ASCAP Presents: Women Behind the Music Recap

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via @ASCAPUrban Instagram

I had the honor of attending ASCAP’s 8th Annual Women Behind the Music event on Wednesday, October 12th in Hollywood; a celebration of the contributions women make to music. This year celebrated Priscilla Renea (singer/songwriter), Dominique Dunn (Vice President of Publishing at Roc Nation), and Eufaula Garrett (Manager/Brand Strategist). WBM was a glamorous event held at an intimate bar in Hollywood’s Entertainment District and was hosted by Moya Nkruma (ASCAP Associate Director, Rhythm & Soul/Urban). Music was provided by DJ Niena Drake as guests mingled before and after the main event.

WBM started off with an amazing performance by Priscilla in which she sang selections from her catalog along with songs she has written for Rihanna, Chris Brown, Fifth Harmony, Pitbull, and more. We were all in awe of her talent and her stage presence was full of energy, confidence, and joy that made the audience feel welcome to join in and enjoy.

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Via @FinallyPriscilla Instagram

Moya then interviewed each honoree on stage asking questions about how they got to this point in their careers and the challenges they may face as women in the male dominated music industry.

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Via @ASCAPUrban Instagram

Priscilla Renea, a Vero Beach, FL native, started her career recording herself singing on YouTube 10 years ago. Eventually, her videos gained major attention and led to her discovery. She then moved to LA when she was 20 to pursue her dreams. When asked how she got connected to the artists she has written for, Priscilla explains that she was just being herself; she was weird (unique) and people wanted to be around her. At first, she was told she was too lyrical but she stayed true to her art and began writing hit records for some of the world’s biggest artists. Fun Fact: Priscilla was actually looking for a bed to sleep in when she wrote “California King Bed” for Rihanna. The rode to success wasn’t always easy for Priscilla as she talks about being diagnosed with Lupus, dealing with bankruptcy, and challenges she faced being a woman in music including intimidating/demeaning comments and even being grabbed on the butt by producers. However, Priscilla knows her worth and realized that people didn’t like her, they liked her gift. She was able to overcome those obstacles by being knowledgable and trusting in her faith in God stating,

“I know how to play the guitar, the difference between vocal production vs. production, copywriting laws – they don’t expect you to know that… If I hadn’t had God and a deep spiritual relationship with God, I would not be here today”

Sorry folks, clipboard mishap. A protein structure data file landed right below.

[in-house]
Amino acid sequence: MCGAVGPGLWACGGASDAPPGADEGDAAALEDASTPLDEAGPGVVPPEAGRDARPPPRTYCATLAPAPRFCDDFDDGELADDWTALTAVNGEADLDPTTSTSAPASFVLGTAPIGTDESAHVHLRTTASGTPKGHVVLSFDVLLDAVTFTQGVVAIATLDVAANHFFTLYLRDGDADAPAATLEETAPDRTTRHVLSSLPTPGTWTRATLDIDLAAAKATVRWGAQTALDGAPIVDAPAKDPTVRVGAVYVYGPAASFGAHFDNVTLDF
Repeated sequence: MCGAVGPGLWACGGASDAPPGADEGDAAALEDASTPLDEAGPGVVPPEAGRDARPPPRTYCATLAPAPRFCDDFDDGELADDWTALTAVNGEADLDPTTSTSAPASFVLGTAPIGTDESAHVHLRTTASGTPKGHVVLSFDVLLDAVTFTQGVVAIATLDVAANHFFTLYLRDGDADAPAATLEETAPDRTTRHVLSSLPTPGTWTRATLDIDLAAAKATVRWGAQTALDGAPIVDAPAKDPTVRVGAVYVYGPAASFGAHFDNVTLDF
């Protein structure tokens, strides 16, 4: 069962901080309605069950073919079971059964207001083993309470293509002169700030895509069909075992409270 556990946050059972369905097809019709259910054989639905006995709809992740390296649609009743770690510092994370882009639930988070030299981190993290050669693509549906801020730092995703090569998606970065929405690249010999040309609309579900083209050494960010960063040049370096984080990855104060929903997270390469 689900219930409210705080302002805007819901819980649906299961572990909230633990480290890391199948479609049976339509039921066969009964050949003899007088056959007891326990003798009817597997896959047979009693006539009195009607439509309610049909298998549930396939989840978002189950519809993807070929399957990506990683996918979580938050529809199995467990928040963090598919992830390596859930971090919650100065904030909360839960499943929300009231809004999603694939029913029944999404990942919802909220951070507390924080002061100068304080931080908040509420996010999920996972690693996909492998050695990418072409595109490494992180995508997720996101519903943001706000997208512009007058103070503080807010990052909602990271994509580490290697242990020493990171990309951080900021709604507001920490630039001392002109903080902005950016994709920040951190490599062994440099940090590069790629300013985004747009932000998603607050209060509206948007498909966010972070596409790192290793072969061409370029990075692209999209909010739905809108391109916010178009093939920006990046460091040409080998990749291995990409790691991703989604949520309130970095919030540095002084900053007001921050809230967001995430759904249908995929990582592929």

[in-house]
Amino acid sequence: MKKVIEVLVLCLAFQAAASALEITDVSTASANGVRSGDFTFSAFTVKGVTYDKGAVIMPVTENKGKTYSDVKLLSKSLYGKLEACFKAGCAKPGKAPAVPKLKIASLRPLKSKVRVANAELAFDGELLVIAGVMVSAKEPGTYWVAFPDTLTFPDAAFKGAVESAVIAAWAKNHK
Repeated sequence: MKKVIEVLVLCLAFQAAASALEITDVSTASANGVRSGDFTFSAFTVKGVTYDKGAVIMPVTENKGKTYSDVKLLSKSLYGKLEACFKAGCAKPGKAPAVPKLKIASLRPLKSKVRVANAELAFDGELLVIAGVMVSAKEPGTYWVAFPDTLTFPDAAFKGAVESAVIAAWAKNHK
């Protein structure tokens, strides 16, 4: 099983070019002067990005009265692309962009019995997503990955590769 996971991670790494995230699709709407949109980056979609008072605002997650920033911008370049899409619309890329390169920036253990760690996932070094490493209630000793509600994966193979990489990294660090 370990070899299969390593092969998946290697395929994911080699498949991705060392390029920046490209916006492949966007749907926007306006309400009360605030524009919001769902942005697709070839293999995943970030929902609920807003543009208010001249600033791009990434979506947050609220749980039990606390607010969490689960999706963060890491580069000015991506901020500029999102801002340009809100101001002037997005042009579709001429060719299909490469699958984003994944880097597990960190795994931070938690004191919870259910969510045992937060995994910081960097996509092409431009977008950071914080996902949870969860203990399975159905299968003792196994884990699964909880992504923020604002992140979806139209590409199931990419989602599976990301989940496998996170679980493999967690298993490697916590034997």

Her advice to any up and coming songwriters or people looking to work in the music industry is to trust your gut feelings, desires, and God and take that leap of faith to make it happen. Never chase and never doubt yourself.

Dominique “Domo” Dunn started as an intern at Def Jam in the A&R department in her sophomore year in college 10 years ago then transitioned to managing and now publishing. She never had a desire to work in any other industry; music is her passion and seeing an artist’s creative talent never gets old for her. While working at Def Jam, Domo eventually caught the attention of TyTy Smith, A&R to various Grammy-nominated projects and co-founder of Roc Nation, and began working for Roc Nation. Her first studio session was with Ne-Yo; a few weeks later she heard the song that Ne-Yo was making in the studio that night on the radio (“Because of You”). Domo explains she has an “old school” approach to A&R; her main focus isn’t about numbers and metrics, but about the music and what feels good/right to her. A day in the life of Domo includes: listening to demos all day from artists on Roc Nation’s label and artists who are not (key point to all aspiring artists: she opens and looks at all of her emails) and sitting in on various studio sessions. When asked how she knows a song is a hit, Domo says its a gut feeling. Domo also states that when she’s looking for talent, she looks for something different/ something that Roc Nation doesn’t already have. Her advice to artists is to be persistent and patient; its all about timing.

Eufaula Garrett is the brand and talent manager for Andre 3000 of Outcast. As we all know, 3 stacks is non-existent on social media, which has become a major marketing tool for artists. Eufaula explains that the most important part of being a good manager is to know your client and to not try to force them to do something that isn’t right for them.

“There is no ‘one size fits all’ for artists.”

She also states that we are in the times of the multi-hyphenated artist; every ground is up for grabs. Artists are much more diverse and are now able to collaborate with various brands outside of the music industry; she has an artist that is going to be a lead actress in Ava DeVuVernay’s “A Wrinkle in Time”. When asked about the challenges she has faced being a woman in the music industry, Eufaula describes growing up having three brothers and being used to be around men, but still experiencing misogyny in hip hop and how that affects how women inform their input. Eufaula talked about a meeting she attended for her client with a brand in 2014 in which she was told to “leave the room so that the men could talk.” Needless to say, that meeting never happened without her. Eufaula offers encouragement to women stating

“Women are the most resilient beings on the planet.”

ASCAP’s Women Behind the Music was so informative and empowering! Make sure to follow and support these three women in music and others you may know personally. Let me know your biggest takeaway from reading this article in the comments below or hit me up on Twitter.

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